BrightBlue adds new hue to BSkyB

Feb 26, 2001  •  Post A Comment

Energis Interactive will take its consumer portal, BrightBlue, to British Sky Broadcasting’s 4-million-plus subscriber homes this spring, providing them increased access to shops, banking, travel, betting and recruitment via interactive TV, the Internet and mobile phones.
What’s more, BrightBlue will do this going head-to-head against Open-the interactive venture owned by BSkyB (81 percent) and British Telecom (19 percent).
“We think it’s fine that anyone can come on the electronic program guide-BrightBlue will have access to the same subscribers as Open,” said Ricardo Tejada, the latter company’s director of corporate communications. “If it’s good for [the TV] industry, it’s good for Open, as we believe
t-commerce will expand significantly.”
The United Kingdom’s Competition Act of 1998, as interpreted by the industry watchdog Office of Telecommunications, prohibits practices that would prevent, restrict or distort competition in the United Kingdom.
“The crucial thing about digital satellite compared to any other platform like cable or digital terrestrial is that anyone who wants to broadcast a channel on digital satellite can-and without reference to Sky,” said a Sky executive who preferred to remain anonymous.
BrightBlue vs. Open
Sky, on the other hand, was an obvious choice for Energis.
“We chose Sky because they are a volume platform and by far the most successful,” said Mike Hughes, technical director at Energis Interactive. “Ninety-eight percent of their set-top boxes are return path-enabled.”
In the United Kingdom, interactive TV is still a novelty. In the third quarter of 2000, according to the BARB survey, about 4 million to 5 million of the United Kingdom’s 24 million households (and 55 percent of those homes with children) now subscribe to multichannel video services. About 1.1 million homes were using Open about seven times a month, spending 17 minutes per visit. Two-thirds of digital satellite subscribers used Open, making over 30 million individual connections. About 1.3 million have e-mail accounts, and their online connections resulted in 655,000 retail orders. Open will soon be adding six new content providers to its current 37 interactive retail, betting and banking clients. By June 2001, all of Sky’s analog subscribers will switch over to digital.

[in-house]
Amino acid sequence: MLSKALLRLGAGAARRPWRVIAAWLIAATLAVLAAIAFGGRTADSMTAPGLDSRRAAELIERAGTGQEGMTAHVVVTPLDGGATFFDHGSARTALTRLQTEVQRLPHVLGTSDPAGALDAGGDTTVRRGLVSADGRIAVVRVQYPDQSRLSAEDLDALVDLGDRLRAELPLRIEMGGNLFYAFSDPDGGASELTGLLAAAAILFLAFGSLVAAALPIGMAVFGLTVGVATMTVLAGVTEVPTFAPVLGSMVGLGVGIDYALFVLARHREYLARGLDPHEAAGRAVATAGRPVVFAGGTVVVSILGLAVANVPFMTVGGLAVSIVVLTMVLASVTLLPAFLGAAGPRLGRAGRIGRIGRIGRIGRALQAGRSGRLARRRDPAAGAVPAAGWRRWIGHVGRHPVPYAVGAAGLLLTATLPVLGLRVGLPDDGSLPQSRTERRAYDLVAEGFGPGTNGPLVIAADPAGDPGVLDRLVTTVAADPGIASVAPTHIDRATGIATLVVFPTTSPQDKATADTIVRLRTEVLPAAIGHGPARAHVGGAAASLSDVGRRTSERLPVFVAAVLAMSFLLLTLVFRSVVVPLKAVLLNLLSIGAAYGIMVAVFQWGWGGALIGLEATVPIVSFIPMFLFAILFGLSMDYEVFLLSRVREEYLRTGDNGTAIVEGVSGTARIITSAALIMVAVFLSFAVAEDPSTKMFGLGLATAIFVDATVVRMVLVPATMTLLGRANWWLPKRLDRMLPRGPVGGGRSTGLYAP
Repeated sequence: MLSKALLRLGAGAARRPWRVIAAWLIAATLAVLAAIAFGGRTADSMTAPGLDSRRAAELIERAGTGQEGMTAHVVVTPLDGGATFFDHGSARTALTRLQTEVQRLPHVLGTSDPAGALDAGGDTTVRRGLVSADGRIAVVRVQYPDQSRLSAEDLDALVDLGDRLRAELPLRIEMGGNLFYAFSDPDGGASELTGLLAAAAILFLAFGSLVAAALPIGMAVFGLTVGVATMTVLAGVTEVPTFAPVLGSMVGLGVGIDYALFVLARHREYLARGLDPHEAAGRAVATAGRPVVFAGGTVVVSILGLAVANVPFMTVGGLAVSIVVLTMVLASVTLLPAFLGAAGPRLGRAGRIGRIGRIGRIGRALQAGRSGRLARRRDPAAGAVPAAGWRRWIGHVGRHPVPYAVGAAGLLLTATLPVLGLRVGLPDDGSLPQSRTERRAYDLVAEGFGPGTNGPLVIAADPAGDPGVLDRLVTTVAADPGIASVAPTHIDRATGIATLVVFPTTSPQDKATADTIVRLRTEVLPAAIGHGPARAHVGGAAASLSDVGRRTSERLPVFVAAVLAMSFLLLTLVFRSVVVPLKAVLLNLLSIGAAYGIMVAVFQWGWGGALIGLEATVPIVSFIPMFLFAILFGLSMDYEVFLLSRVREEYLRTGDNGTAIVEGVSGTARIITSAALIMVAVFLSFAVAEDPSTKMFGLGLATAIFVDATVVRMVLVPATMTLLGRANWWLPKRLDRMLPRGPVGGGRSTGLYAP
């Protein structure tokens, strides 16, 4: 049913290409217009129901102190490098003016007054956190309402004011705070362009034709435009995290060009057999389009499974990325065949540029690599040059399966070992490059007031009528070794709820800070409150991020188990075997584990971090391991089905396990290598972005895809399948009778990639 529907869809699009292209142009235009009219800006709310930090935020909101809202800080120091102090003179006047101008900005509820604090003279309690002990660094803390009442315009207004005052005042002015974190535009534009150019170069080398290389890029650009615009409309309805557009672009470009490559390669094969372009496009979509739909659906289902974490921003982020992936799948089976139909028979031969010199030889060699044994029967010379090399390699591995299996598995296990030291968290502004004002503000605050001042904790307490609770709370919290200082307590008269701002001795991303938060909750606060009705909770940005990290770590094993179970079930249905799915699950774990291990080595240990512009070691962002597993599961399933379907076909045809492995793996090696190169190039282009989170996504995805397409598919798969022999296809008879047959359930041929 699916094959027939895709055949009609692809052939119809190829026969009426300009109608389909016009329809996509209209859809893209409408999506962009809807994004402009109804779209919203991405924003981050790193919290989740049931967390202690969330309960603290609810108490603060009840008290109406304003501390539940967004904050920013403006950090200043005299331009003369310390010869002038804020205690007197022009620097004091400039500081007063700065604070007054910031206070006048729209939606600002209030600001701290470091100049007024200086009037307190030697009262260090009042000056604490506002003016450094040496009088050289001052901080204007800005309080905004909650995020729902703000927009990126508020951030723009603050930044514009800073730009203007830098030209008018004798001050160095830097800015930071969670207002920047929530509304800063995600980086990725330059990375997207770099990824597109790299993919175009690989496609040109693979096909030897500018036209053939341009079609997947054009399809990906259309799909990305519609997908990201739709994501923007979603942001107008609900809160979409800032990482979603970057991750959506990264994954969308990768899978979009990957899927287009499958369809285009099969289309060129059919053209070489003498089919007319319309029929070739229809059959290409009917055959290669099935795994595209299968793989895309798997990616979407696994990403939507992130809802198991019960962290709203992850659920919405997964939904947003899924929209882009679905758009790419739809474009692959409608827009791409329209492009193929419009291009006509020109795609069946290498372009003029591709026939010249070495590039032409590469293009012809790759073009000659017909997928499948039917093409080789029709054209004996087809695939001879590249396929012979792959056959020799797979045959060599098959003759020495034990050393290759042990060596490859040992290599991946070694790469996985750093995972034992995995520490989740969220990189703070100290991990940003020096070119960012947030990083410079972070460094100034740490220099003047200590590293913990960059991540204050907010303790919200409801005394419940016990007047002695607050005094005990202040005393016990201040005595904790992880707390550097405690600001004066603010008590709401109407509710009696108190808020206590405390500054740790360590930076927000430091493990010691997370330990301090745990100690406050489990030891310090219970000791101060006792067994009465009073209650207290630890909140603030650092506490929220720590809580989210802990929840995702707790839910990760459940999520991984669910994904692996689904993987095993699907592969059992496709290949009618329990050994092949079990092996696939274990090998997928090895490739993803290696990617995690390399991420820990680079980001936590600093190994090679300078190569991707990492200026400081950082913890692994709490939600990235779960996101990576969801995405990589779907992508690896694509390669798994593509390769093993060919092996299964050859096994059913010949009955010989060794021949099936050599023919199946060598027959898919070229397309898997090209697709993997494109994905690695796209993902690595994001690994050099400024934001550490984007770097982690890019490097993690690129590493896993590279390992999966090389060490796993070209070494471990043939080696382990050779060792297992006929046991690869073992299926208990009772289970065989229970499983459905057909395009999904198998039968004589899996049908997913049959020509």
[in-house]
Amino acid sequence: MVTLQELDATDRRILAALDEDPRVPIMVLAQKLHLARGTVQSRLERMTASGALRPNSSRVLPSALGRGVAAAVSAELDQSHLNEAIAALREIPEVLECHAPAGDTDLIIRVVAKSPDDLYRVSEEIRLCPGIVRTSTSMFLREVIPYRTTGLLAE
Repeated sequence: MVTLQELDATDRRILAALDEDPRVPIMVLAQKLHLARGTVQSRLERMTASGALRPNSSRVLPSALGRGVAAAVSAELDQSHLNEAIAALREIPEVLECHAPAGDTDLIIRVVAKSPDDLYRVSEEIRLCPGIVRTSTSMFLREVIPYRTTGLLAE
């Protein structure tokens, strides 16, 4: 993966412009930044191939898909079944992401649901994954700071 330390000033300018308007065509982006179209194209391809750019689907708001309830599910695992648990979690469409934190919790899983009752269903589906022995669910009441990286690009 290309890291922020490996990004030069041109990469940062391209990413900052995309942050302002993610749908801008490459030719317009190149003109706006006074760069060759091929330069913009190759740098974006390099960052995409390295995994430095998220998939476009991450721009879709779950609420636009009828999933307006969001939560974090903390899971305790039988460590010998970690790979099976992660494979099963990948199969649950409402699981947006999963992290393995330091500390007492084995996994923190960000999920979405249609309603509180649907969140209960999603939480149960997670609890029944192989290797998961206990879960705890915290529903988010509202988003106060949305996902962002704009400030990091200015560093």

Energis has set a target for itself of 7 million homes by 2003, Chief Executive Mike Grabiner said.
Dovetailing the increasingly impressive subscriber base is growing sponsorship interest. Since Open started 15 months ago, it has increased its retail partners tenfold to between 80 and 90, Mr. Tejada said.
Tim Harris, managing director of Energis Interactive, did point out that getting Energis on Sky’s platform as an independent entity took longer than usual. Sky typically has part ownership in ITV services such as Open, QVC, PlayJam and SkyText. Energis wanted to still “own” its customers.
“With Open, you can purchase online, but there is no feedback to confirm they have even got the order,” said a customer who is still waiting for his purchases to be delivered. The customer also noted that Open services do not actually let subscribers book a vacation directly from their TVs. There is also a limited range of what products they can look at.
“BrightBlue is a much richer integration experience for the consumer,” Mr. Harris said. “The `persistent shopping basket’ can be described as a virtual shopping trolley [shopping cart] where you can buy services or goods on TV, stop and save the transaction. You can [later] get back into the site via your cellphone and, by giving your user name and password, you can top up the trolley [finish ordering] and complete the transaction.”
Energis promised “live call transfer” from day one as well as personalized services keyed to buying preferences, features not offered by BrightBlue’s competitors. A live call-transfer system directs incoming customer phone calls to whichever part of the store is most pertinent to an order or complaint.
Future considerations
“The ITV market is projected to be worth ‘4 billion within three years,” Mr. Harris predicted, “split between transactional commerce [for instance, watching a music video and buying the CD] and commerce through channels [i.e., virtual shopping malls].”
The technology behind BrightBlue, known as middleware, has been proved in many industry call centers. It is key to providing a single fulfillment and billing system. Companies that become content partners will have to buy BrightBlue’s technology for their back offices.
“Many of the well-known High Street names are currently negotiating [to go interactive] with us, and we expect an announcement in the coming weeks,” Mr. Harris said. “High Street” refers to the main street in a town or city where the key shops are found.
Ultimately, Energis plans to offer its products and services across the Internet; WAP (wireless application protocol); EPOC, an operating system designed specifically for mobile computing devices; and cable platforms using the same interface.
“This would offer content providers the freedom to deliver the services and goods in the way they want, using the same software,” Mr. Harris said. “It would mean that a consumer might view a hotel, see videos of the resort and the facilities, then check availability, book flights, call the tour operator, change the details and get a phone text message confirming the transaction.”
BrightBlue’s branding logo and colors will be confirmed in March-but it doesn’t take much to imagine the color.